P. Wilaipon / Journal of Agricultur al C hemistry and Environment 3 (2014) 1-4

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drying [6]. Drying periods for the case of microwave, hot

air, and combined microwave-air drying methods were

studied. It was reported that the latter was accounted for

the shortest drying period.

The aim of this study was to evaluate the drying cha-

racteristics of combined microwave-air method for the

case of cassava. Furthermore, the mathematical model

parameters were also calculated by using regression

technique.

2. MATERIAL AND METHOD

2.1. Material

Rayong-9 cassavas with an initial moisture content of

61% on wet basis were obtained from a local factory in

Phitsanulok, Thailand. T heir initial moisture content val-

ue was examined, according to ASAE S358.2 DEC99

standard, by using a cabinet hot-air dryer (Memmert 600,

30˚C - 350˚C, 2400 W) and a digital balance (accuracy

0.001 g). Then, the material was cut into 10 mm thick

and 25 - 50 mm diameter with the cutting machine. All

cassavas used in the experiment were from the same

batch.

2.2. Drying Experiment and Data Analysis

The drying s ystem was comprised of two 86 × 43 mm

rectangular waveguides, two air-cooled magnetrons, and

a 44 × 51 × 93 cm cavity. Two 800 W-magnetrons used

in the experiments work at the frequency of 2.45 GHz.

They were installed in the waveguides mounted on the

same plane, the top of the cavity. Four heaters, 2 kW

each, were installed at the air inlet duct. A temperature

controller (Shimax MAC5D) and type K thermocouple

were utilized for temperature control purpose. In order to

record the sample weight loss, a 15 kg single-point loa d-

cell coupled to a load cell indicator (Primus CM 013)

was installed on the top of the cavity. Additionally, A

Testo 435, accuracy ±0.25˚C and ±2% RH, was used for

measuring the temperature and relative humidity of inlet

air.

In all experiments, approximately 2.5 kg of samples

were used. The samples were uniformly spread on a dry-

ing tray and placed in the drying cavity. The temperature

and velocity of hot air were set at 60 ˚C and 1 m/s respec-

tively. A temperature sensor was utilized for measuring

surface temperature of the sample. It was used as an in-

put for microwave power operation control. The experi-

ments were investigated at two levels of sample temper-

ature viz. 70˚C and 80˚C respectively.

The values of moisture ratio were calculated using the

following equation:

(1)

where :

MR is the moisture ratio;

Mt is the moisture content at 1 hour (%);

Me is the equilibrium moisture content (%);

Mi is the initial moisture content (%).

Several conventional drying models have been pro-

posed for determining the moisture ratio as a function of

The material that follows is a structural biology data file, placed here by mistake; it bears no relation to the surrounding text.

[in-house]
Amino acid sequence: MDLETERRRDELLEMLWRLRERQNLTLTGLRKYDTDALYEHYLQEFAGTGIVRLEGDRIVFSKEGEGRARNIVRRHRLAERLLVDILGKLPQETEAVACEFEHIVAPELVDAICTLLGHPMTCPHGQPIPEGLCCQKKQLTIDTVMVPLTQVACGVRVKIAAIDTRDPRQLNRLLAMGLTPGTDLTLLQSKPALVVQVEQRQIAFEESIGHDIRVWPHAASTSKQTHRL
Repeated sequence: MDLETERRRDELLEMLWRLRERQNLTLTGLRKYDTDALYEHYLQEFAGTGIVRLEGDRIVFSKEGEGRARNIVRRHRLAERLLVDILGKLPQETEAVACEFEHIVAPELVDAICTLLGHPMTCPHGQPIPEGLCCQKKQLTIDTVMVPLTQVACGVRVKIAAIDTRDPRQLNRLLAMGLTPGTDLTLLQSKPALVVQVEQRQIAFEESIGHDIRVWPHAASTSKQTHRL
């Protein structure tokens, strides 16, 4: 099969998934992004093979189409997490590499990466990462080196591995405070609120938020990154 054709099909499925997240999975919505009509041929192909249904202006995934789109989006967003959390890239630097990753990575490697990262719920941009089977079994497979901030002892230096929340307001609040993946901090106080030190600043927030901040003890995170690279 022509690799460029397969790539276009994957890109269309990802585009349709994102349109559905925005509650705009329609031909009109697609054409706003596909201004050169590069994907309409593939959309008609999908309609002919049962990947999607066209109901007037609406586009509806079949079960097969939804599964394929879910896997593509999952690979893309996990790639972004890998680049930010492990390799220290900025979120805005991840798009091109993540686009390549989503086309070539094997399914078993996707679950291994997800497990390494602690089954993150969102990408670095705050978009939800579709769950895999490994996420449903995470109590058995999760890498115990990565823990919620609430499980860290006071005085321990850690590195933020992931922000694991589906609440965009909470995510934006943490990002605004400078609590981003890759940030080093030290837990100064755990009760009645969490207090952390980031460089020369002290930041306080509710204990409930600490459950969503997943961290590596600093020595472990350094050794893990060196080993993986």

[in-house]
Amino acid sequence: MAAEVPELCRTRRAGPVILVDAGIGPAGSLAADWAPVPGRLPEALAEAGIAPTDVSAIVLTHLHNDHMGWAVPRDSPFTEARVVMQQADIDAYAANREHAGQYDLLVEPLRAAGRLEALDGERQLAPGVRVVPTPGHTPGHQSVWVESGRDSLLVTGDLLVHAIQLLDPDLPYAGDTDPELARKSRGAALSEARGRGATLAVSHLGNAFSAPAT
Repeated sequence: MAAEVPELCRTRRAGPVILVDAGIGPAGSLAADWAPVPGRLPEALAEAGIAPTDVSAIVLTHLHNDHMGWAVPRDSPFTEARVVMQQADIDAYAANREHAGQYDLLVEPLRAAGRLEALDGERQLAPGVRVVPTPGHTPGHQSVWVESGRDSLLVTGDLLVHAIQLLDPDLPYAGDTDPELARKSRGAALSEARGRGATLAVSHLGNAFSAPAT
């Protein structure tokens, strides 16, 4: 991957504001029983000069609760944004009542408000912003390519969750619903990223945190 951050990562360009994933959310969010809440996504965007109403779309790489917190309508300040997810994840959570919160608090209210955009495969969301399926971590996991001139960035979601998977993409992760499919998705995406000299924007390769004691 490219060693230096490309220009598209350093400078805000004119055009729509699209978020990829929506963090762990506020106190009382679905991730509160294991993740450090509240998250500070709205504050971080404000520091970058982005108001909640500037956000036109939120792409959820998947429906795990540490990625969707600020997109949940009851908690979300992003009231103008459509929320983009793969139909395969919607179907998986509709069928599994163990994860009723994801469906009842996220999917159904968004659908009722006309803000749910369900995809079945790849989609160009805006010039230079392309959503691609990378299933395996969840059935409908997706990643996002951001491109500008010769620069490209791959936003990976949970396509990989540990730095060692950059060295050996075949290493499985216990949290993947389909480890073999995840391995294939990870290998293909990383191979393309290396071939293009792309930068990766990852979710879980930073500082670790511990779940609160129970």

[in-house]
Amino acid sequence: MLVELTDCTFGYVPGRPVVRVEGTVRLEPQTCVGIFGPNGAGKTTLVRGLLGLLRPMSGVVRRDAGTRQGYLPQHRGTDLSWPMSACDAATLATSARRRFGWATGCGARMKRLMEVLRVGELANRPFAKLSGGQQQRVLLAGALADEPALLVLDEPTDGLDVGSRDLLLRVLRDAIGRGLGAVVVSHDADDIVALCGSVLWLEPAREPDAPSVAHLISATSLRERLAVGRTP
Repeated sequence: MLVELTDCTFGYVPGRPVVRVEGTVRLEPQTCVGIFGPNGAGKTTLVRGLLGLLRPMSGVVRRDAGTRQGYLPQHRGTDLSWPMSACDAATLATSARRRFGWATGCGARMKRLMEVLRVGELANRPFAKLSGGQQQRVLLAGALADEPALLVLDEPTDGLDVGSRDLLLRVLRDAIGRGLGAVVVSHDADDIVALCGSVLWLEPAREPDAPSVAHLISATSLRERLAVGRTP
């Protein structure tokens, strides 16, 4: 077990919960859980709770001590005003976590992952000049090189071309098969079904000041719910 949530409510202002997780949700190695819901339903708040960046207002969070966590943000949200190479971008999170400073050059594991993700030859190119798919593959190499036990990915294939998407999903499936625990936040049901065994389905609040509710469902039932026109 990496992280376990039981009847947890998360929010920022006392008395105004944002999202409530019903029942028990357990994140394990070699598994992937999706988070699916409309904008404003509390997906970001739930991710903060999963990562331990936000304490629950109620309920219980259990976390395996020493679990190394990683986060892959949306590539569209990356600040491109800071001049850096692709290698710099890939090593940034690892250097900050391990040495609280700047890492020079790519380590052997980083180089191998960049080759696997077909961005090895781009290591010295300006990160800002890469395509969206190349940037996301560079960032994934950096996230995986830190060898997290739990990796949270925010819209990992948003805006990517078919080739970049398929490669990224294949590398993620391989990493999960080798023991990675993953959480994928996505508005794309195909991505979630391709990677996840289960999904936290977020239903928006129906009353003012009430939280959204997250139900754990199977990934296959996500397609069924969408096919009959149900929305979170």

drying time. In this research, the drying models of cas-

sava drying by using 2 planes magnetron microwave-air

drying system were investigated. Newton model [7],

Page’s model [8], logarithmic model [9], Henderson &

Pabis model [10], and diffusion model [3] were applied

to describe the characteristics of cassava drying.

(2)

(3)

(4)

(5)

() ()() ()

MRa expkt1aexpktb=− +−−

(6)

where :

k is the drying constant;

n is the power parameter;

a and b are parameters;

t is drying time (hour).

Coefficient of determination (R2), adjusted coefficient

of determination

, and standard error of esti-

mation (SEE) were utilized to evaluate the goodness of

fit of the tested drying models to the experimental data.

3. RESULT AND DISCUSSION

Effective mathematical model of drying characteristic

is crucial for cassava microwave-air drying kinetics in-

vestigation. The combination of microwave and hot-air

energy were able to reduce the sample moisture content

from 61% to 8% db in 300 - 340 minutes depending on

the levels of sample temperature set point. It was found

that as the set-point temperature increased, the drying

time was decreased. By using non-linear regression tech-

nique, the drying constants and coefficients of the five

models obtained are shown in Table 1.

In order to evaluate goodness of fit, coefficient of de-

termination (R2), adjusted coefficient of determination

, and standard error of estimation (SEE) were

also computed. The goodness of fit was determined by

the higher R2 and

values as well as the lower

SEE values. For all cases, it was found that R2 and

values were higher than 0.98, and SEE values

were lower than 0.029.

Furthermore, it was found that diffusion and Page’s

models gave the excellent fit results for all the experi-

mental data. For the case of diffusion model regression,

the values of R2,

and SEE for 70˚C - 80˚C set-